An odyssey of hope
On Midway Island, human trash is killing the albatross population. Seattle photographer Chris Jordan hopes we can save them - and ourselves
An unlikely siren called Chris Jordan to a small island in the North Pacific Ocean covered with dead and dying seabirds. That siren was plastic.
Since 2003, Jordan has amassed a body of photographs in his investigation of the United States’ growing addiction to mass consumption. A river of discarded cell phones, a sea of colored glass bottles, an army of Barbie dolls: all these and more, featured in large-format documentary photos or digital recreations, have pointed to Americans’ propensity to buy goods that end up as mountains of garbage.
But Jordan, 48, said that even though his work has been well received, he’s always been challenged by the enormity of helping people understand the role we play in creating — and ending — our cycle of trash. He knew that plastic was a potent symbol of society’s excess. A group of scientists he met agreed.
When the conversation turned to the Great Pacific Garbage Patch, that mythic gyre of marine trash that swirls over
an indeterminate area of the Pacific, Jordan lamented there was no way to photograph the entire maelstrom. A scientist spoke up: “She said, ‘If you want to see the garbage patch up close, go look inside the stomachs of dead baby birds on Midway Island,’” Jordan recalled.
Surprised by the woman’s words, Jordan went to the Internet. A search turned up images of dead birds on Midway that showed their guts littered with undigested plastic. Surely, he thought, those images were altered. He could only think of one way to verify the pictures: visit Midway.
Past and present
In one sense the trip would be a journey back in time. In June 1942, six months after the Japanese Imperial Navy attacked Pearl Harbor, the u.s. Navy defeated the Japanese fleet during the Battle of Midway. Numerous military historians consider the u.s. action on the atoll a decisive moment in determining the outcome of WWII.
When Jordan flew to Midway in the fall of 2009, the 2.4-square-mile island still held the former naval air station — and millions of seabirds. The majority of them were various species of albatross. A large seabird, some have wingspans that reach 12 feet.
As he walked around the island, Jordan discovered the images he’d seen on the Web hadn’t been altered. Midway was an above-ground mausoleum of birds. Scattered among their wind-ravaged feathers and sun-bleached bones, were bright, colored pieces of plastic: cigarette lighters, bottle caps, washers, even a plastic teddy bear.
Jordan photographed what he saw, vowing not to add or remove any plastic from the carcasses. Sometimes, he would remove the bird’s breastplate, to better reveal the plastic waste it had consumed, but otherwise he left the carcass alone. Gazing at a once living creature brought down by the detritus of modern human life was a mirror.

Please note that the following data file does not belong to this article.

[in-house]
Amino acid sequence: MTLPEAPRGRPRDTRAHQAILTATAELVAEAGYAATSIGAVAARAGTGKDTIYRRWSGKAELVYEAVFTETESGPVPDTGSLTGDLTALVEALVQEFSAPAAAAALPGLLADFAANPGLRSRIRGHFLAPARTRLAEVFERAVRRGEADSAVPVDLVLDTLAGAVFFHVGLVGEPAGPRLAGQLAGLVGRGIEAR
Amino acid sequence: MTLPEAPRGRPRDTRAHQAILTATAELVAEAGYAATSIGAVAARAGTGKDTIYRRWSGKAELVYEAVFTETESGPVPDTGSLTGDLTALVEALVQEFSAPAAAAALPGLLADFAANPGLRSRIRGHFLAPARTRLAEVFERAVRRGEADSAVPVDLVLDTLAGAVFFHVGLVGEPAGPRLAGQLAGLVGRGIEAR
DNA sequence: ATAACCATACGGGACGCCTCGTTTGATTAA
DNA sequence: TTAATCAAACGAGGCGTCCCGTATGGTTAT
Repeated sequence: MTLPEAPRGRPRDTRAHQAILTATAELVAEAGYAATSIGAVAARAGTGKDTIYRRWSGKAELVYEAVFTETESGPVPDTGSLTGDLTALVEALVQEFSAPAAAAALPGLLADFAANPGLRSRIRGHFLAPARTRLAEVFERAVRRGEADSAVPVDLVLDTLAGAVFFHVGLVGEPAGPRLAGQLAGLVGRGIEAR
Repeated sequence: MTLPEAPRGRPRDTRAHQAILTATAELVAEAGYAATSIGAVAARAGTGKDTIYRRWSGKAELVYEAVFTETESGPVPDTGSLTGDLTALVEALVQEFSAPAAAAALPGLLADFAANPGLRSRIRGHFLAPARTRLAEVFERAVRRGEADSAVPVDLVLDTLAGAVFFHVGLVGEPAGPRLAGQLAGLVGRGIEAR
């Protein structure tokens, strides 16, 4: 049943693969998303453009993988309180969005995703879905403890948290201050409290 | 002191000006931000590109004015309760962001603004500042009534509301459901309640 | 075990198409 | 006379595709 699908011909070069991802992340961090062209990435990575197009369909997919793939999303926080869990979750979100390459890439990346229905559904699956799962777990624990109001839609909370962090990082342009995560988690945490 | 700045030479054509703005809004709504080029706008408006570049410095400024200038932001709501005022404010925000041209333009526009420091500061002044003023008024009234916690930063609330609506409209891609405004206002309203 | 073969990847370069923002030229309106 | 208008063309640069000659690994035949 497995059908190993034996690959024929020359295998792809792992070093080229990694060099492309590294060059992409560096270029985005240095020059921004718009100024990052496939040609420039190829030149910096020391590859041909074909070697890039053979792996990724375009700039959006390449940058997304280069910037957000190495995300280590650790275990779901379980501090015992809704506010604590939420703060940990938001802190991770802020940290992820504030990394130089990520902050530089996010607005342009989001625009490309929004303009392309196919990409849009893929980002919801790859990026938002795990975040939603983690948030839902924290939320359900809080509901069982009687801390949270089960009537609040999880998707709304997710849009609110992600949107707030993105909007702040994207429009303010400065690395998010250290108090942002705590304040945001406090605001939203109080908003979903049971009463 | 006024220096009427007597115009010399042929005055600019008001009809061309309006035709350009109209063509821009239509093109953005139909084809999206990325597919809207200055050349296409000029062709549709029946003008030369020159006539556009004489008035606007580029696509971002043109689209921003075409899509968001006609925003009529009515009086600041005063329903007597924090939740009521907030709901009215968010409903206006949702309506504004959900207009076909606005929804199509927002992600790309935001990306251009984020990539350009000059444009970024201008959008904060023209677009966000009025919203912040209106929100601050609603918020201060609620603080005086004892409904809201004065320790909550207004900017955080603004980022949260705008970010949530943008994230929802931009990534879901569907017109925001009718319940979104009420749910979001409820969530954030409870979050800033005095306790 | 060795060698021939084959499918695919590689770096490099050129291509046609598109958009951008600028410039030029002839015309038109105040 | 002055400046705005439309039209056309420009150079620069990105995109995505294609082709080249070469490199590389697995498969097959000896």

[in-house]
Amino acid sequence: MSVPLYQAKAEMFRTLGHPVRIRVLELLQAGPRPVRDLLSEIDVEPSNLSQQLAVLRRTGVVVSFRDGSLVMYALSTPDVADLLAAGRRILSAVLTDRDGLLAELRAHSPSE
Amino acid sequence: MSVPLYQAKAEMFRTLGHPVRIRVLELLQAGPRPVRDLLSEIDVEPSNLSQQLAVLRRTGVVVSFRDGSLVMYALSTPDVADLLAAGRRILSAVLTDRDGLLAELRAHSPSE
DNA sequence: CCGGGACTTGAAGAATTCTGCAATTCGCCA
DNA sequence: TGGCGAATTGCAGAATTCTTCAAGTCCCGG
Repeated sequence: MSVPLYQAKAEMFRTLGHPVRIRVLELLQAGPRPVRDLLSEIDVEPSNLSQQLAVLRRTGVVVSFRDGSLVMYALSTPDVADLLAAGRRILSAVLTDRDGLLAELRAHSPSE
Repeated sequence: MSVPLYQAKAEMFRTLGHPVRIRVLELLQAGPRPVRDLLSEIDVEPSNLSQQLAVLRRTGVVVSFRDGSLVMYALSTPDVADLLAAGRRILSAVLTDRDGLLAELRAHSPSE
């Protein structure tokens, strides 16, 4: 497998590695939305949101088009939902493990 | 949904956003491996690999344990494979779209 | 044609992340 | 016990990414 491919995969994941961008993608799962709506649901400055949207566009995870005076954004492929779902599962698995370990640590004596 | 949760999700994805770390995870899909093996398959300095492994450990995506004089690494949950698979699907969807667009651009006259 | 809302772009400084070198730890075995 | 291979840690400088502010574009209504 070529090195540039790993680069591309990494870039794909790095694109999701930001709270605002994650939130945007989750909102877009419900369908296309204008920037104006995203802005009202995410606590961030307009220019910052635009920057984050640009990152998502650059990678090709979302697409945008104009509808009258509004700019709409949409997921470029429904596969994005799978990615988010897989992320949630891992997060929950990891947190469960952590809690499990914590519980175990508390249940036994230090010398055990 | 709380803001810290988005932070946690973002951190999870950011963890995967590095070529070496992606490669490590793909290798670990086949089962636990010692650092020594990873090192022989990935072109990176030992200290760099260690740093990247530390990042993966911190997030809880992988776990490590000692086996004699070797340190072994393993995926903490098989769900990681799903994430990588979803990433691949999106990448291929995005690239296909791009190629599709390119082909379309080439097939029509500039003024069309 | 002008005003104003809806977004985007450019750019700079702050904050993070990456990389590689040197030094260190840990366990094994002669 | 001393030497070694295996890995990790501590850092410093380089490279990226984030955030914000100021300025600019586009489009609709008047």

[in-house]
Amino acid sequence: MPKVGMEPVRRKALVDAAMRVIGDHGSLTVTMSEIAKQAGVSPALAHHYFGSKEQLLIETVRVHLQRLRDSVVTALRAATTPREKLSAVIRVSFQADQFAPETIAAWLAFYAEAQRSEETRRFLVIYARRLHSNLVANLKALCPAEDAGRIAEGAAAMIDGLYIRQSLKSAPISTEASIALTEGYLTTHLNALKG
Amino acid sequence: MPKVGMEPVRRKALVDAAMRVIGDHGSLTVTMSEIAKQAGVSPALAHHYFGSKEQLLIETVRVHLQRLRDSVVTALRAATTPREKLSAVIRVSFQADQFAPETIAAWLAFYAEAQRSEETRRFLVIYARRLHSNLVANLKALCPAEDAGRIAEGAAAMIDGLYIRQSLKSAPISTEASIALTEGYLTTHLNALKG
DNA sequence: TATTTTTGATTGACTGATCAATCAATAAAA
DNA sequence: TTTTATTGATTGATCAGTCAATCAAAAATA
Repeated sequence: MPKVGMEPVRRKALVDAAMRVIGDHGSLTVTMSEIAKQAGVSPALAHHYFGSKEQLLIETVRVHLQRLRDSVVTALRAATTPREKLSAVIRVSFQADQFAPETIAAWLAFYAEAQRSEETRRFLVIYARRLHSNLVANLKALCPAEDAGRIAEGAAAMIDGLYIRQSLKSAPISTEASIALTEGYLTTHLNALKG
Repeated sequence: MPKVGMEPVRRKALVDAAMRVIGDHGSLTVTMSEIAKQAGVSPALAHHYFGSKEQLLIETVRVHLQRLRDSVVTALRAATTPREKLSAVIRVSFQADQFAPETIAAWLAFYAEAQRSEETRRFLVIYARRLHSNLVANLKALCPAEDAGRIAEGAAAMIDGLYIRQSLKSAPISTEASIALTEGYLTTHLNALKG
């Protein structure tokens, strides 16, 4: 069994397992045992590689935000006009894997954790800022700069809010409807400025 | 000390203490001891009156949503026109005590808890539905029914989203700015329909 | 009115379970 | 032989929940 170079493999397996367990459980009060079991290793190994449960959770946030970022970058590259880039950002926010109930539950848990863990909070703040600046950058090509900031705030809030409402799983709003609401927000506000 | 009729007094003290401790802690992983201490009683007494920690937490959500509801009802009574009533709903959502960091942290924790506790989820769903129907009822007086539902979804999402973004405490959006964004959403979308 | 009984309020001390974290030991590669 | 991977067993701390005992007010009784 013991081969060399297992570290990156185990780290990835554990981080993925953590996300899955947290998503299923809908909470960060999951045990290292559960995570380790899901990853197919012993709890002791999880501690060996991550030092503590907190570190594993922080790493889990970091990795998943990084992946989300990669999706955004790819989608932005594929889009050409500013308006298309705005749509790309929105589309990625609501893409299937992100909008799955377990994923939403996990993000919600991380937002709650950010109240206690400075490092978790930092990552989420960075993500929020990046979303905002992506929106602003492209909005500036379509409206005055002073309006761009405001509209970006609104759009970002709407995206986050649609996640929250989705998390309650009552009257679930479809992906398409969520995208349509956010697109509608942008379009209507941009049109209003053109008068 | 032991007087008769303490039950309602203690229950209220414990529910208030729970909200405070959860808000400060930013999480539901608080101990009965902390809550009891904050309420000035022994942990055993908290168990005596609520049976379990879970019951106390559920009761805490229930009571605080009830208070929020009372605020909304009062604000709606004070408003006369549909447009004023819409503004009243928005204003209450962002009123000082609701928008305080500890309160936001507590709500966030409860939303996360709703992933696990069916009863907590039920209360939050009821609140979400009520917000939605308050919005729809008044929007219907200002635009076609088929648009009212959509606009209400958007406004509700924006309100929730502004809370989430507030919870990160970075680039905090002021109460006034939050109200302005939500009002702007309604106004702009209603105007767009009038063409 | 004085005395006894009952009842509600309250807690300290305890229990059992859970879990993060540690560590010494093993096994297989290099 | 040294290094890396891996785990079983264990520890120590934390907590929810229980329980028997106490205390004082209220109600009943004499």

“It’s like looking into our souls,” Jordan said.
The photos became part of the collection, “Midway: Message from the Gyre.” He posted the images on the Internet, and they went viral. In response, Jordan said he received thousands of emails, many asking a variation of a question: After seeing such loss of life caused by human waste, how do we find a sense of hope?
The questions were heartbreaking. Jordan didn’t want his work to paralyze viewers, but to spur them to action. So he decided to return to Midway, to tell more stories from the island.
Jordan has now visited Midway six times. Aided by a crew, he’s filmed and photographed the perils of avian life on the island. This imagery will be part of the film “Midway,” the trailer of which can be viewed at midwayfilm.com. He’s started an online campaign to raise $100,000 to finance the work.
Even with the film in its early stage, Jordan and his crew have captured moving images. One video shows a mother albatross that fed her chick a meal which contained fishing line. The line runs like a deadly tether from the mother’s beak to the chick’s. Jordan and an assistant remove the line from the mother, but find the line is wrapped around the chick’s tongue. Eventually, they cut the line in hopes the chick will survive. They later learn the line could be dental floss.
Then there is Miguel, a chick born near a Midway building. Jordan and his crew watched the bird hatching from its egg. Caught on video in February, it’s a sweet moment of emergent life.
But it’s impossible to say what life will hold for Miguel, Jordan said. A study from 1996, he said, found that 54 percent of the seabirds’ stomach contents were plastic, including rubber, foam and fishing line. “Statistically, Miguel has a low chance of getting off the island,” Jordan said.
He plans to check on Miguel soon. On June 28, Jordan and his crew will travel to Midway for three weeks, the longest trip he’s taken so far. He greets the trip with some hesitation, as he calls this time of year on the island “the dying season.”
Fledglings prepare to take their maiden sea voyage, though Jordan said, many don’t make it. Some die of starvation due to stomachs full of plastic, while others lose their lives from exposure to the elements.
Still, Jordan believes Midway is a spiritual place, and he finds the name evocative. “Here we are at this crossroads,” he said, “where everything that has ever happened has led to this moment and everything we decide now will decide the future.”
He believes the albatross, a central figure in the Samuel Taylor Coleridge’s epic poem, “The Rime of the Ancient Marinier,” plays a special role in humanity. “It’s like this spirit bird, the messenger,” he said.
What Jordan wants the film to communicate is that people can change the way they live and alter the fate of the albatrosses of Midway. “It’s a message of horror, but also beauty and hope,” he said. “And love.”
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